Author: Gordon Platt
The US trade deficit widened to a record $68.9 billion in October 2005 according to the US Commerce Department’s December report, setting a new high for the second month in a row. The individual US deficits with China, Europe, Mexico, Canada and the Organization of Petroleum Exporting Countries all reached new highs. The report, which was released in December, pushed down the dollar, which already was getting skittish at the prospect of coming to the end of a long string of monthly Federal Reserve interest rate increases.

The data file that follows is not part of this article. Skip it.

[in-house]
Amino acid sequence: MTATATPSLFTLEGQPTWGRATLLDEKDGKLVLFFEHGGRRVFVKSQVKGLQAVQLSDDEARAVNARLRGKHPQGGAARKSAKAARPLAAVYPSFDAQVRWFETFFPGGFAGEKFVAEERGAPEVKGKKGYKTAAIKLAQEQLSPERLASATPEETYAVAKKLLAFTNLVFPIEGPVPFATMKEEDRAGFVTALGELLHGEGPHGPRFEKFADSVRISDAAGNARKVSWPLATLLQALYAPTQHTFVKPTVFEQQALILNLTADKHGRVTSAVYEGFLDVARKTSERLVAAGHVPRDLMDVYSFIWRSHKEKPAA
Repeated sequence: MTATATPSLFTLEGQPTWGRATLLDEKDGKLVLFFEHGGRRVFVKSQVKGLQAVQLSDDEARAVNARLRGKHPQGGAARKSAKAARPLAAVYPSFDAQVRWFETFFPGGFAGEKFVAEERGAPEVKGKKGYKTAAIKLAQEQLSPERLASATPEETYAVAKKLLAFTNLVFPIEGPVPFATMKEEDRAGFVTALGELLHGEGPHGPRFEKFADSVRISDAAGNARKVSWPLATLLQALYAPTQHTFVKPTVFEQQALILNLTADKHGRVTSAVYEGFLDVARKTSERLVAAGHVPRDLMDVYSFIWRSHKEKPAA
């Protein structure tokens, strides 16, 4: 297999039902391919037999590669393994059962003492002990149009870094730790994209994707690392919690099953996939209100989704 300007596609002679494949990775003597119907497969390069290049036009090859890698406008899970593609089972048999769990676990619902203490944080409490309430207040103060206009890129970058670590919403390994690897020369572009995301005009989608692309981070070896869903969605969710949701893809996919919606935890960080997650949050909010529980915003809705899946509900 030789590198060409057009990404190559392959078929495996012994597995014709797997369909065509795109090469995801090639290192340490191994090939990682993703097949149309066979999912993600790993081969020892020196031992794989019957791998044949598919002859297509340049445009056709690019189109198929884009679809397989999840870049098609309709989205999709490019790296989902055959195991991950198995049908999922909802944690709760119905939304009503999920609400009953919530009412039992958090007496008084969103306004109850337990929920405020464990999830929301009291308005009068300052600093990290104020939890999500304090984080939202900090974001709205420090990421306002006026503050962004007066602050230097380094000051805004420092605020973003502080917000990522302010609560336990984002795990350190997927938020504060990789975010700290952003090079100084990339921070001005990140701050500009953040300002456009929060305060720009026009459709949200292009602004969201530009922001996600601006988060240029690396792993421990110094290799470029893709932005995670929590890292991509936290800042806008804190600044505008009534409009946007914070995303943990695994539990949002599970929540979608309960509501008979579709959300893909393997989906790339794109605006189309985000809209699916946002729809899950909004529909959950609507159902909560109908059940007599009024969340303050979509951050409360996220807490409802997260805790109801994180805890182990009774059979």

But do record trade deficits really matter, or are they merely a reflection of a strong economy? US net portfolio investment from abroad reached a record $106.8 billion in October, enabling the US to easily fund its record current account deficit with capital flowing into the country from foreign investors, including central banks and oil exporters.
Most economists say the dollar, which showed surprising strength in 2005, will probably fall again in 2006, as the US rate advantage with Europe and much of the rest of the world reaches a peak. A weaker dollar could boost exports and help keep the US economy rolling along, as long as the wheels don’t come off.